When They Prayed
FROM THE BISHOP DAVID GRAVES   I chose the theme of our 2023 Annual Conference session, “When They Prayed,” based on Acts 4:31: “And when they had prayed, the place in which they ...
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Nehemiah: God works in the delay

November 15, 2012


This is the second in a series of articles about the book of Nehemiah.  Bishop King is inviting all South Georgia United Methodists to join him in studying this book.

Sometimes we read the Bible without full appreciation of the timeline of events because we are unfamiliar with the calendar of the day.  The transition to Nehemiah 2 is a perfect example.  The first words give us a time stamp that is important to the story for several reasons.

What catches my eye is not the historical reference to the King’s reign, but that this is four months after Nehemiah learned of the distress and ruin of Jerusalem.   My question is, why the delay?  What has been going on for these four months?

In chapter one we read that Nehemiah entered into a period of grieving and prayer.  This gave birth to the vision of rebuilding the walls, but it probably didn’t take four months.  What has been going on these four months? The series of events that unfold in this chapter gives us a clue.

We learn that Nehemiah, a cupbearer to the King, is called into service.  This time Nehemiah approaches the King with uncustomary sadness, which the King recognizes instantly (2:2).

Nehemiah states his reason for being sad in such a way as to personalize the despair of those living in Jerusalem. It is Nehemiah’s kin who are in despair, not just some nameless and faceless people. The King becomes sympathetic to the plight of “those people” because they are really “Nehemiah’s people” then he asks Nehemiah to make his request (2:3-4).

Nehemiah requests permission to go rebuild the walls of Jerusalem. The King’s major concerns seem to be “how long will you be gone and when will you return.”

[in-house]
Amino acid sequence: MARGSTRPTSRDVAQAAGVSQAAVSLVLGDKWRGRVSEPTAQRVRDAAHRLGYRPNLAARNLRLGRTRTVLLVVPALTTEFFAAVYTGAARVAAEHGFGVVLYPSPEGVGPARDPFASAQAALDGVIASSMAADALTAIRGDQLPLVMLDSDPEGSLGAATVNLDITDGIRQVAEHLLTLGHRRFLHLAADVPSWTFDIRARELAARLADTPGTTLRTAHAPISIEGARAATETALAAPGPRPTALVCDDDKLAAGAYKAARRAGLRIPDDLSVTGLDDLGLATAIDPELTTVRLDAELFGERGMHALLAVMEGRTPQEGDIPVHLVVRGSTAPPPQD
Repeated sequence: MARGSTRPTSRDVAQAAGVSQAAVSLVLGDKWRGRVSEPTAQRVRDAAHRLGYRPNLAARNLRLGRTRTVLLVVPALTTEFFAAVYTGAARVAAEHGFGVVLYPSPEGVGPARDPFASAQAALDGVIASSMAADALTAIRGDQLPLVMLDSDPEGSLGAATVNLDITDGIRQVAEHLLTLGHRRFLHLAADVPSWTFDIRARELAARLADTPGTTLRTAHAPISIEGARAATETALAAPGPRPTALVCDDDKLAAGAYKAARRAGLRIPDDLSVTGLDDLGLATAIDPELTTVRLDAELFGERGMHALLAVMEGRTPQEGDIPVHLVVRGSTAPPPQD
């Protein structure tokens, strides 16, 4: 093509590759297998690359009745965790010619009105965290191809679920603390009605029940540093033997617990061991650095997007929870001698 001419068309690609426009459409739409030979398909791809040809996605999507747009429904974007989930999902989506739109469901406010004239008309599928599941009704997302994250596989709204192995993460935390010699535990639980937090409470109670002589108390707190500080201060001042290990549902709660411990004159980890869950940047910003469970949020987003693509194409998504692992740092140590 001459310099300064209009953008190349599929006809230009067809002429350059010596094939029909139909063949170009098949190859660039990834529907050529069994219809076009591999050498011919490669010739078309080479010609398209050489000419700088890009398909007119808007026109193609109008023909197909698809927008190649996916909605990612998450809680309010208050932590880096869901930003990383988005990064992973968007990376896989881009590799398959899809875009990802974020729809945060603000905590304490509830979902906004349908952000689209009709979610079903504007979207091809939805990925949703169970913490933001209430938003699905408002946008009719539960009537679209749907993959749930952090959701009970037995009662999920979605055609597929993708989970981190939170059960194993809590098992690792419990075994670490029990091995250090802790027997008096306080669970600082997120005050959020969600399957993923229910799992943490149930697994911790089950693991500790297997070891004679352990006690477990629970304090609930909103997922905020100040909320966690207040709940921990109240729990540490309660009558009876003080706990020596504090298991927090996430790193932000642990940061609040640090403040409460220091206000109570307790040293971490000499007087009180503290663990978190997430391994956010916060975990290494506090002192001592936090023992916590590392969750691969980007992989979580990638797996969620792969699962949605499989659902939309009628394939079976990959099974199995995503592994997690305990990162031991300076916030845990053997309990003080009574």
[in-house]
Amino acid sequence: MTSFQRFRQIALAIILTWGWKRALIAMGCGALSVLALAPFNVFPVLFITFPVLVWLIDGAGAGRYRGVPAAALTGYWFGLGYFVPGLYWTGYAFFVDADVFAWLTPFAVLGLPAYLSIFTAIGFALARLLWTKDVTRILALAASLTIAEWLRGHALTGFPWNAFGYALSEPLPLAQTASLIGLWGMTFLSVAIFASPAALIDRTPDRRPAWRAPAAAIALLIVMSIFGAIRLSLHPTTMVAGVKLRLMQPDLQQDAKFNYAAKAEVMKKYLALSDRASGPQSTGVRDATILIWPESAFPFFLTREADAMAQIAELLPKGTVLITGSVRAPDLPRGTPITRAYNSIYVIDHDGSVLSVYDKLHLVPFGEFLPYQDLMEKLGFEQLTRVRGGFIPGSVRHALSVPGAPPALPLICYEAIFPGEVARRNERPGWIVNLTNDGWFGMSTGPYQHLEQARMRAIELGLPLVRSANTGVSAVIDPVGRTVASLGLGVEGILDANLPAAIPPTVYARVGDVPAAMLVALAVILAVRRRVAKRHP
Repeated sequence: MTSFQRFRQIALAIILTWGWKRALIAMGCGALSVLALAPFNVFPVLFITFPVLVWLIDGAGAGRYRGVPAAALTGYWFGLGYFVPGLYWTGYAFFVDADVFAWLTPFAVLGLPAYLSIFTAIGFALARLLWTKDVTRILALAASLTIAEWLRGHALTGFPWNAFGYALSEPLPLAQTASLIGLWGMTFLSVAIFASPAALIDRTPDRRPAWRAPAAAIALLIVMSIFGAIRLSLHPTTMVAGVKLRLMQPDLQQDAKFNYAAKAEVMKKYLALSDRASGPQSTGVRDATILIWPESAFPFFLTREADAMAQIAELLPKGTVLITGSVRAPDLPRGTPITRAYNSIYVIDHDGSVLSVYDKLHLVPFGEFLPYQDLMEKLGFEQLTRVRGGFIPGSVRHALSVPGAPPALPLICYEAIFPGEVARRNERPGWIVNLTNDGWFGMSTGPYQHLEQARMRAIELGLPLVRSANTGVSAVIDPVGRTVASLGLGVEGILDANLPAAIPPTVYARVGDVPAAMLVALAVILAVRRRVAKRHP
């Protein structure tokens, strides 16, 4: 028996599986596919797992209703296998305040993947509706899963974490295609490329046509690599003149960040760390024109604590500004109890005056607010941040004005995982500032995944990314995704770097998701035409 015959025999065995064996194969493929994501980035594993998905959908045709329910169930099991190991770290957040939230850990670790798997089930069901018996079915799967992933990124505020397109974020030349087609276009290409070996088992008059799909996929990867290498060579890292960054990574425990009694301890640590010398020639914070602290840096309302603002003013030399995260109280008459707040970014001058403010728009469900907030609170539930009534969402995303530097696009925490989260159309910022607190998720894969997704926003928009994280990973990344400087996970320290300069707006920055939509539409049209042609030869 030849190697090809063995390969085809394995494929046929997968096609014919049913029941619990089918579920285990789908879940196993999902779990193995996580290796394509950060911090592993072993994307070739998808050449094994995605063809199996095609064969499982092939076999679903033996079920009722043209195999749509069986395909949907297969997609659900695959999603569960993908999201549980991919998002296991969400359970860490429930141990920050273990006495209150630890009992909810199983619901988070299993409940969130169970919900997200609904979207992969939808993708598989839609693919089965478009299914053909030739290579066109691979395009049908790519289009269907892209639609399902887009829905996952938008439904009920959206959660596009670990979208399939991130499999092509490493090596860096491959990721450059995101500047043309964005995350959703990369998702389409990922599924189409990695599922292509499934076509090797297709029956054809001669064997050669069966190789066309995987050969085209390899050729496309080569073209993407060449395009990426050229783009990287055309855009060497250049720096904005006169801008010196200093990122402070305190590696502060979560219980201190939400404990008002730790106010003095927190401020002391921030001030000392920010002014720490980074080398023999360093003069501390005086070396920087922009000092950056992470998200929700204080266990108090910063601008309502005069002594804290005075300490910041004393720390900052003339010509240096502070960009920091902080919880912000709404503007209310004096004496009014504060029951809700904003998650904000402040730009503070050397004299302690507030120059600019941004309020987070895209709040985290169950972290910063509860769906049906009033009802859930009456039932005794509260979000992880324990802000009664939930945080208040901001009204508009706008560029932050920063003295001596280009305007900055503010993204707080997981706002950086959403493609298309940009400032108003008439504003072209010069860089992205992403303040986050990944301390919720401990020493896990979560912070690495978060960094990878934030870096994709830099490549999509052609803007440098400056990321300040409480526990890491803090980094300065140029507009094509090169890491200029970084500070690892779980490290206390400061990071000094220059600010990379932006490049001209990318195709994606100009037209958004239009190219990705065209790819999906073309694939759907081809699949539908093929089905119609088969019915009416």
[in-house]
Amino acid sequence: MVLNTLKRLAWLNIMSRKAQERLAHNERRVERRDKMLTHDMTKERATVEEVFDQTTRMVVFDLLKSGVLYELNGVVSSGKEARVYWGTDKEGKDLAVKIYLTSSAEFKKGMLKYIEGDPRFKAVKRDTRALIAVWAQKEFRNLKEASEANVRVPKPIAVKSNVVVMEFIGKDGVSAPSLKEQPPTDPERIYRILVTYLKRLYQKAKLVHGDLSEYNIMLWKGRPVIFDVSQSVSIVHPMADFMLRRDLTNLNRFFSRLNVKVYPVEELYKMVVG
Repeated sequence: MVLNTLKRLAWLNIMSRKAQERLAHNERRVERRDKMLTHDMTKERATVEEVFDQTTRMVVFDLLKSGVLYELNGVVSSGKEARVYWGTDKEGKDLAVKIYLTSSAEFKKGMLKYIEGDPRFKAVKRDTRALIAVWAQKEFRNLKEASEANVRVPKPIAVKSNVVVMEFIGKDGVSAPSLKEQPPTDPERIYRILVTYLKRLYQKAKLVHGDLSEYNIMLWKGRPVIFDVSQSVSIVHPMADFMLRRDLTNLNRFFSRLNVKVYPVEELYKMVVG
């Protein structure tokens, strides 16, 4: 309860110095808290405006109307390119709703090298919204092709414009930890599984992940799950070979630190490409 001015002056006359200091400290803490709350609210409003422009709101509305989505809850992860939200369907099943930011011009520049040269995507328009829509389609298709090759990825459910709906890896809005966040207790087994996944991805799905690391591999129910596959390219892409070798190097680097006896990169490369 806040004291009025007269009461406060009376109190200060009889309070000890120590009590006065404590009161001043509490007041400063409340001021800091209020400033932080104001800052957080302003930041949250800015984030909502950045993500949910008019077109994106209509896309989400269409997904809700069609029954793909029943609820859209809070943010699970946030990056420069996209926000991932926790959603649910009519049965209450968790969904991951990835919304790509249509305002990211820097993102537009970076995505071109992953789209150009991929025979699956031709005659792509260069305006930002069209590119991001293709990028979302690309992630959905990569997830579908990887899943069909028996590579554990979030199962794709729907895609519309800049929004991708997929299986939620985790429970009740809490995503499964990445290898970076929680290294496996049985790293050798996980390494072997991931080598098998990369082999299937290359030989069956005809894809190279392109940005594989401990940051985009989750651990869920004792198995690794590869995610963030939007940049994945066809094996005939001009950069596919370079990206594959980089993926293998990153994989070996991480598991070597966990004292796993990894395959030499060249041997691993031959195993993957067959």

In the next lines we see that a date of departure is set.  Nehemiah extends his request by asking for letters of safe passage and building supplies.  The King grants Nehemiah’s wishes and takes it a step further by sending a military escort to accompany Nehemiah (2:6-9). 

The requests are made, granted and exceeded. Why the delay for four months?  God was preparing Nehemiah and the King for what was about to unfold.

As we will see in the succeeding chapters, Nehemiah has thought out his rebuilding plan very carefully.  He is a remarkable strategist.  This planning takes time and wisdom greater than the human planner. 

Also, in this interim period, Nehemiah prepares for the first steps of his journey by coming to understand what will touch the King’s heart so he can gain permission to go to Jerusalem, to gain safety for the journey and to access much needed supplies. 

Additionally, Nehemiah is being prepared to make what some people call the “big ask.”  This is a huge request.  The relationship out of which the request will be made, the timing of the request, the phrasing of the ask, the motivating link to something or someone valued by the King are all crucial elements to this rebuilding mission trip. 

God was at work the whole time preparing Nehemiah for this leadership role.

Simultaneously, God was preparing the King.  The scriptures do not report on the frequency of Nehemiah’s service to the King.  However, we do know that the King trusts his life in the hands of the cupbearer.  The cupbearer tastes the wine first to prove its safety.  As one colleague said recently, “the cupbearer is always one sip away from death.”

Imagine the bond between Nehemiah and the King.  Certainly, a servant who risks his life each time he serves is one in whom you would develop an attachment of trust and appreciation.  As such the King would be keenly aware of every habit and any change in body language or affect or step in the normal process.

These years of serving, risking, and bonding God are preparing the King for Nehemiah’s big ask.  The King will temporarily lose the trusted servant, but this servant has become more than a cupbearer.  Now, what impacts the cupbearer impacts the King. 

Most of us are rather impatient with delays, especially when we feel called by God to act.  We hear of the problem, feel some sense of urging to be part of the solution to the problem, and then are ready to act.  We do not want to just stand there—we want to do something!

So, we launch out, lacking plan or provision.  We charge ahead and then wonder why doors seem closed and why things don’t seem to fall into place.

Often times, it takes looking back after a successful project to see that the delays along the way were not purposeless. In fact, most times we can look back and see that God was working in the delay. 

Are you in a delay right now?  Trust that God is working on the circumstances and the all the personalities involved, including us.

So, seek God during this delay and be open to God’s shaping.  The delay is not wasted time!


Dr. Brad Brady is the Assistant to the Bishop for Connectional Ministries.



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